The 2-week vacation used to be as normal a summer rite as barbecues and flip-flops. My dad would pile us into the station wagon, and we'd head out on windblown road trips (minus air conditioning) across the western U.S. Today, only 14 percent of Americans take two weeks or more at one time, one Harris survey found.
The average vacation is now a long weekend. Pretty soon you'll be able to take your vacation on your lunch break. Micro-cations don't cut it for your life or health. Vacations can cure burnout, the last stage of chronic stress, but research shows it takes two weeks for that recovery process to occur (1). To get the recuperative benefits of a vacation, you need time and, believe it or not, there are ways you can get it with the right mindset and strategies.
Let's start with the time off you may already have in your vacation policy. Many people are reluctant to use it (an Expedia survey shows only 38% of Americans use all their vacation time) for fear they might be considered someone who likes vacations, and, therefore, must not like to work. Or they fear everything would fall apart in their absence. Or they fear layoffs. The dirty little secret is that people who don't take vacations get laid off like everyone else. I spoke to a woman at a hi-tech firm in California who had four weeks coming to her because of her long tenure there, but never took more than a couple long weekends a year. She got laid off after 25 years, and now she's asking, "Where did my life go?"
Your vacation is your best chance each year to live your life as freely and fully as possible. When you skip a vacation, you skip out on life. That time is never coming back again. Handing back vacation time is handing back the best times of your life. If your company has a vacation policy, you're entitled to it by law.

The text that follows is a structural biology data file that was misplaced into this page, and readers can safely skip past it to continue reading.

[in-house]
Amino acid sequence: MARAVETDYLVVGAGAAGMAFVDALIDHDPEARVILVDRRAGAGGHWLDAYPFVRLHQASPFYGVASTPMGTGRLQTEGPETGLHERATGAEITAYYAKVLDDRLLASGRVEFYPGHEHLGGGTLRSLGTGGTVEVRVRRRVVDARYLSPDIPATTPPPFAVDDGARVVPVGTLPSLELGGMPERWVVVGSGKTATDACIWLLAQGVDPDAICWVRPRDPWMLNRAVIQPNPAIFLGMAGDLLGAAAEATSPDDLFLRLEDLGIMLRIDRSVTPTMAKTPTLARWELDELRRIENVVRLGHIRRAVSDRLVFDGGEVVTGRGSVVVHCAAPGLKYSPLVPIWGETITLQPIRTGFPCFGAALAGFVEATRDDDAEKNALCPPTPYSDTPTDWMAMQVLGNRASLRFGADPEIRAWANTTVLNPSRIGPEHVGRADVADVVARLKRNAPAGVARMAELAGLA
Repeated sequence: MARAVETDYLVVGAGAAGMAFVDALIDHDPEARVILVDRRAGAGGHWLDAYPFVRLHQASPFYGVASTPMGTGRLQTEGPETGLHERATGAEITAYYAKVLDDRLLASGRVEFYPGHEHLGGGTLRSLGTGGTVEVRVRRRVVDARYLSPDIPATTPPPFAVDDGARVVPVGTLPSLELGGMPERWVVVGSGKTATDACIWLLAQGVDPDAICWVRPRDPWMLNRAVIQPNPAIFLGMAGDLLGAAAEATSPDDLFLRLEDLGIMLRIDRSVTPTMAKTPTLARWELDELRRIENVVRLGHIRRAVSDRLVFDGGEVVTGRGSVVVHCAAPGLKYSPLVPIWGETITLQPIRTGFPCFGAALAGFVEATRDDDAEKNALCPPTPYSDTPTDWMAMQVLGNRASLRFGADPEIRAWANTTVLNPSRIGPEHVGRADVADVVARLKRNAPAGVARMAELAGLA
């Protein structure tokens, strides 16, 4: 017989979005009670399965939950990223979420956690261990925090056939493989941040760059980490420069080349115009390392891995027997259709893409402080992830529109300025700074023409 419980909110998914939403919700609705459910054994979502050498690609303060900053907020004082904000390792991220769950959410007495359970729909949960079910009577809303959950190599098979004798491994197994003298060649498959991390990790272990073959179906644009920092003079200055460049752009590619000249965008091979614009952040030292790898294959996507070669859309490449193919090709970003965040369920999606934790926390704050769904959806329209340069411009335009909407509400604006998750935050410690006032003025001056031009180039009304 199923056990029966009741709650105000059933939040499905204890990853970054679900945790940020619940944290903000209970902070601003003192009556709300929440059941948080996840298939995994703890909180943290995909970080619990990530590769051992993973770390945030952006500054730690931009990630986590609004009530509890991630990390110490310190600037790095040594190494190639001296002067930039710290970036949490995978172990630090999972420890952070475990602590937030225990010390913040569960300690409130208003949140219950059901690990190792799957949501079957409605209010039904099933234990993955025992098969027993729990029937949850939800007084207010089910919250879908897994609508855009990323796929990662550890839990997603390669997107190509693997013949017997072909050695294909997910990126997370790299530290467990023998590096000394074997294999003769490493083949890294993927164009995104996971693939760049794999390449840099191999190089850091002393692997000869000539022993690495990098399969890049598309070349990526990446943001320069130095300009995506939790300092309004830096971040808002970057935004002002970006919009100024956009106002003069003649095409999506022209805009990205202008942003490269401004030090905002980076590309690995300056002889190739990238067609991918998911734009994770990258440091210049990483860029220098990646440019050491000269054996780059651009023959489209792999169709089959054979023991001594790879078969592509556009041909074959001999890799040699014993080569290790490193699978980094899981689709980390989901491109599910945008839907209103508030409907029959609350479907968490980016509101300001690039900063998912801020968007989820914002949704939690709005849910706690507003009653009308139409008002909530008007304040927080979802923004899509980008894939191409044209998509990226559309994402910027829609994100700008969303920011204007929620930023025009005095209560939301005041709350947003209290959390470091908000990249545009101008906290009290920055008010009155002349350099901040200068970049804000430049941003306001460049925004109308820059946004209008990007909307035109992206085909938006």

Another woman I spoke to, an account executive in Lansing, Michigan, never took more than two weeks of the three weeks she was entitled to. She was convinced that, without her finger in the dike, everything would implode. Then one year she broke down and took her full three weeks. She returned refreshed and amazed to find the earth still spun on it axis. Nothing happened while she was gone. "It was all in my head. I survived it, I loved it," she said. Now she thinks about all the living time she gave back for so many years.
Vacations get us in touch with one of the most potent forces of well-being: experiences. As I discovered in the research for my new book, "Don't Miss Your Life," engaged recreational experiences are the missing link to life satisfaction. These activities we mistake as deviations from production satisfy our core psychological needs like nothing else. They are a resource to reduce stress and build positive mood every week of the year.